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Improving Legacy Applications
Adding new functionality can be made much easier by using a microservices approach to large legacy systems. It's also helpful for changing the functioning of legacy systems. The new business functionality is implemented as one or more microservices, which are then linked to the legacy system. If you need to extend a system to support additional external partners, markets, or devices, for example, you could utilize microservices to establish co-existing new services for your existing modules while gradually modernizing the remainder of the application into a microservices design to reduce risk.
Monolithic vs Microservices Architecture
Monolithic architecture is a traditional software development approach in which all components of an application are combined into a single, self-contained unit. This approach has been around for decades, and it’s still used in some applications today. Monolithic architecture is simple, efficient, and can be deployed quickly.
Microservices architecture, on the other hand, is a modern software development approach which breaks down an application into individual, self-contained services. These services are designed to be independent, and can be deployed, managed, and scaled independently of one another. This approach allows developers to build more complex applications, and to easily update and maintain them.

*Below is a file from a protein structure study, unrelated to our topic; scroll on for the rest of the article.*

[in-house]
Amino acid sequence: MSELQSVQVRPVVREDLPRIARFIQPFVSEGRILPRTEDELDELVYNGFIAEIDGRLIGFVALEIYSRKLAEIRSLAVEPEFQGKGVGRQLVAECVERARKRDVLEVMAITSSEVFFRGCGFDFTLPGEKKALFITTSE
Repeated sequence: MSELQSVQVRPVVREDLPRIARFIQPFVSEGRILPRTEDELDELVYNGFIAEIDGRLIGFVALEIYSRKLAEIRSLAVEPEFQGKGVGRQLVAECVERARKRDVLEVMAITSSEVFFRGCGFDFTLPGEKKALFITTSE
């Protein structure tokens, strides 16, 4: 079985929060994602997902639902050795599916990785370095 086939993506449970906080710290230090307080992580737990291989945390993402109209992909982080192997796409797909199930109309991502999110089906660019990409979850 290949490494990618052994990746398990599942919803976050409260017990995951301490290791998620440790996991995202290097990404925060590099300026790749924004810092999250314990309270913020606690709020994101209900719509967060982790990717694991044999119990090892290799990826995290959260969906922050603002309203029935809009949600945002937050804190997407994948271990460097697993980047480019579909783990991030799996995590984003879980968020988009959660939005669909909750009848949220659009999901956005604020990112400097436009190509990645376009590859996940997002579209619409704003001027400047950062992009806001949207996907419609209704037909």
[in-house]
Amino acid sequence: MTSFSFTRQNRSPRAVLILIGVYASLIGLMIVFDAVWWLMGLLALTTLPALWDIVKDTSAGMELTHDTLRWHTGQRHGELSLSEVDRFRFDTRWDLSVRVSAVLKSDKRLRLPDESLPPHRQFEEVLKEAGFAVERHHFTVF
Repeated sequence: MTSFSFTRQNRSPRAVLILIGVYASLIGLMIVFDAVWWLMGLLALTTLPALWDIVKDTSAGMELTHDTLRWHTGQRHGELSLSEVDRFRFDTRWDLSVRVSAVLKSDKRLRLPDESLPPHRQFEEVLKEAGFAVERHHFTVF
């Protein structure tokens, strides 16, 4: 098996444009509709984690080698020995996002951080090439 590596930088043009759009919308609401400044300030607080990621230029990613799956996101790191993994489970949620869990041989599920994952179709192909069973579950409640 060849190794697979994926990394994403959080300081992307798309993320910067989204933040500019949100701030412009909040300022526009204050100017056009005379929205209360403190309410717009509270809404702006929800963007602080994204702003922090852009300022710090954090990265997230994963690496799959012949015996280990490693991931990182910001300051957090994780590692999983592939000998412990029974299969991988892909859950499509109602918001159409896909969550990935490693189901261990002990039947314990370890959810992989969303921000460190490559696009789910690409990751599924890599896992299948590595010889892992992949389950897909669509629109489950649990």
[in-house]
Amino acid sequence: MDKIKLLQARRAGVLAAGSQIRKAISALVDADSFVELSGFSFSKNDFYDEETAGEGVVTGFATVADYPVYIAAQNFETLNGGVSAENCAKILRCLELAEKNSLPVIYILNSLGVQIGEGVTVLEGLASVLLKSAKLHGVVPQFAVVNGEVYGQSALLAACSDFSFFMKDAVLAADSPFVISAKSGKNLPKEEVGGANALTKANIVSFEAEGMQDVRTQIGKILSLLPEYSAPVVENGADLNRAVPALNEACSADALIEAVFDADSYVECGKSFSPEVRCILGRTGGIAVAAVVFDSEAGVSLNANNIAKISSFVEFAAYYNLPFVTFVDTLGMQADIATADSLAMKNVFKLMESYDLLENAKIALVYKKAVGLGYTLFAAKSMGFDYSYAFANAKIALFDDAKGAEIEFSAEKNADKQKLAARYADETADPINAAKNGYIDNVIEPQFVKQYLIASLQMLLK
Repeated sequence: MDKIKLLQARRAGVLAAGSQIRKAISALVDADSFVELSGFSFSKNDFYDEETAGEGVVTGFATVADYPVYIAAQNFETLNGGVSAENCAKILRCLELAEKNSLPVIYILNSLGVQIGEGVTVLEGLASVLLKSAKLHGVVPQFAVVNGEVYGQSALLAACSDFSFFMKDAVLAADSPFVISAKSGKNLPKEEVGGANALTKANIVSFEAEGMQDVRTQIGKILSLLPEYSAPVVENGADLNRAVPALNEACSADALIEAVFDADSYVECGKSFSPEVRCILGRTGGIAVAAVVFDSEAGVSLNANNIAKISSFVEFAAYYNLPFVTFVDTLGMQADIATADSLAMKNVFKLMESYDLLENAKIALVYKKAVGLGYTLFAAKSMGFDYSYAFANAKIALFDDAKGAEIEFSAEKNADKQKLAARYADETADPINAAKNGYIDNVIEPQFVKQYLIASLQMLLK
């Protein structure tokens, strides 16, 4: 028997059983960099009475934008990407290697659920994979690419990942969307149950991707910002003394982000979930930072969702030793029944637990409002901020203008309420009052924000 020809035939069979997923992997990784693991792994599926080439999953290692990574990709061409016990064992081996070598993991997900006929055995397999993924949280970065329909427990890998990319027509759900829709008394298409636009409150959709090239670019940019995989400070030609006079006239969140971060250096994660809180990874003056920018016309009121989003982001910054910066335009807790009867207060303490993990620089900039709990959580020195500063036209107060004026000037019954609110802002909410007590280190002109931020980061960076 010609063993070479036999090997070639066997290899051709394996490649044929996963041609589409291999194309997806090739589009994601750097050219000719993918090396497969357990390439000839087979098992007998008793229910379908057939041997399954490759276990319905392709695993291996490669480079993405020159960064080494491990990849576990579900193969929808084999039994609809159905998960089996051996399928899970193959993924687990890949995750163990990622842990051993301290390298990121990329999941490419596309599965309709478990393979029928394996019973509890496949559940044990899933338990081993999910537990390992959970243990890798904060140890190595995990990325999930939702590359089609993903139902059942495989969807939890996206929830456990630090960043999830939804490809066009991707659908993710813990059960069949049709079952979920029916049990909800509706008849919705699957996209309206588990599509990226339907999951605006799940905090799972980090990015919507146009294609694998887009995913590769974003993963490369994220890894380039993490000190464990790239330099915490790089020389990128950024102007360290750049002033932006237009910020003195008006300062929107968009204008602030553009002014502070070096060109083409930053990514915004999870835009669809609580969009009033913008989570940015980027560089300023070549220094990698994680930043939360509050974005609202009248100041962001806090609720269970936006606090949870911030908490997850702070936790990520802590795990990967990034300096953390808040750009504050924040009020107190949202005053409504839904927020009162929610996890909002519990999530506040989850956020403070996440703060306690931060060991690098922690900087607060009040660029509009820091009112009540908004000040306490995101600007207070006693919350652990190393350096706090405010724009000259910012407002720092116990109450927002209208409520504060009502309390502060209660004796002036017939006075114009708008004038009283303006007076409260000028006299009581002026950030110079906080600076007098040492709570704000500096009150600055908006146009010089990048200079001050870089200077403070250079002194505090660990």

The choice between a monolithic and microservices architecture depends on the needs of the application. Monolithic architecture is simpler and can be deployed quickly, but it is not as flexible as microservices architecture. Microservices architecture is more complex and requires more expertise to implement, but it provides more flexibility and scalability.
Scaling in AWS Microservices
Scaling microservices takes a different approach than other IT solutions. When you run a monolithic application on a single server, scalability means you may add more instances and evenly distribute the load.
When you are scaling microservices, you have to manage a variety of distinct components and services. This means that either all of the components must be scaled at the same time, or you must identify which individual components must be scaled. This ensures that the different microservices can still integrate with the rest of the system.
How do you achieve the perfect scale for your application to run smoothly, without affecting the user experience? It is a three-step process: first measure performance, then maintain the performance, and allocate resources.